2. Questions in the Friar Goal. Madison Myers is PC’s starter for a third straight year, and she’s coming off offseason surgery. She gave up 3 goals on just 13 shots against Union and struggled immensely in Hockey East play, with the worst SV% of full-time starters in conference play last year. This could be a weakness the Cats can exploit, especially with her backups being inexperienced.
  3.  Special Teams. Providence went 3 for 4 on the power play in their opening win against Union. The Cats gave up power play goals in both exhibition games, so they have to be careful not to give the Friars easy chances.

Recap: UVM (W) 3, McGill 2

The end of preseason brought one hell of an entertaining game to Gutterson last night.

But by the end, the Cats had one more shot (25 to 24) and one more goal (3 to 2) than the visiting Martlets, who fell to UVM for the first time in the four years these teams have played each other.

McGill started on the front foot, but sometimes all it takes is one moment to change the game’s flow. In this case it was a GREAT pad save by Melissa Black on a three-on-one. Less than two minutes later, Taylor Willard fired a shot from the point that beat a screened Tricia Deguire to put the Catamounts up 1-0. Cats did well to get bodies in front, and the ability to generate chances from the point has been very strong in the preseason thus far. (Also, Val Caldwell had her first college point on the play!)

The second was scoreless, but did see a UVM goalie change as Scobee relieved Black midway through. This was a pre-planned maneuver.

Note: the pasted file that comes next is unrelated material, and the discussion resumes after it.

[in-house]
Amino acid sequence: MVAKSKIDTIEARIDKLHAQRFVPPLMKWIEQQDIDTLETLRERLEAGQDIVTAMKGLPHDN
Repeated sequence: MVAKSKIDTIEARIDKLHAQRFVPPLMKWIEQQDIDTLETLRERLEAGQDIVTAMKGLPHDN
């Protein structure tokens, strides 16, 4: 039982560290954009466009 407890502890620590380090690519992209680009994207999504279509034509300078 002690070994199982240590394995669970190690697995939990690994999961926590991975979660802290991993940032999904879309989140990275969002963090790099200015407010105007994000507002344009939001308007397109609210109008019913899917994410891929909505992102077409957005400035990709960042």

The third got off to a quick start at 4-on-4 play as Ève-Audrey Picard (who else?) ripped one home right off a faceoff just 16 seconds into the frame to double UVM’s lead.

And then it got worse for the visitors just under four minutes later. Kristina Shanahan’s first collegiate goal was a slam dunk on the power play off a great pass by Taylor Flaherty. Shanahan could’ve gone for the one timer but showed great patience, settling the puck before ripping home a beauty of a shot. Martlets head coach Peter Smith called timeout afterwards with his side down 3-0 and the game starting to get away from them.

That turned out to be a fantastic bit of coaching from Smith because McGill weren’t going to go quietly into the night. About three minutes later, they got one back on the PP, as Kellyanne Lecours deflected a shot from Emilia Cotter past Scobee to cut the lead in half.

With just under five minutes to play it became a one goal game. Jade Downie-Landry put together a masterful individual effort, deking around Flaherty and beating Scobee. 3-2. Here comes the heart failure. The Cats were able to hold on, though.

Some thoughts:

  • Alyssa Gorecki was EVERYWHERE. Whether it was tracking back on D or getting involved in the attack, there probably wasn’t a piece of Gutterson ice she didn’t skate on last night.
  • Sammy Kolowrat has looked terrific in preseason, if you ask me. Looked really good out there tonight.
  • Kourtney Menches did not play; she’s in a cast right now. Based on that it’s gonna be at least a month before she’s back on the ice.
  • Really telling how much the staff trusts Olivia Kilberg. She spent most of her time last night on the top line with Valkama and Picard.

The Vermont Hockey Blog Three Stars of the Game

  1. Ève-Audrey Picard (UVM) – A goal, an assist, and a slew of chances created.
  2. Kristina Shanahan (UVM) – First college goal is a game winner.
  3. Emilia Cotter (McG) – Two assists, one of which was the shot that became the first Martlet goal.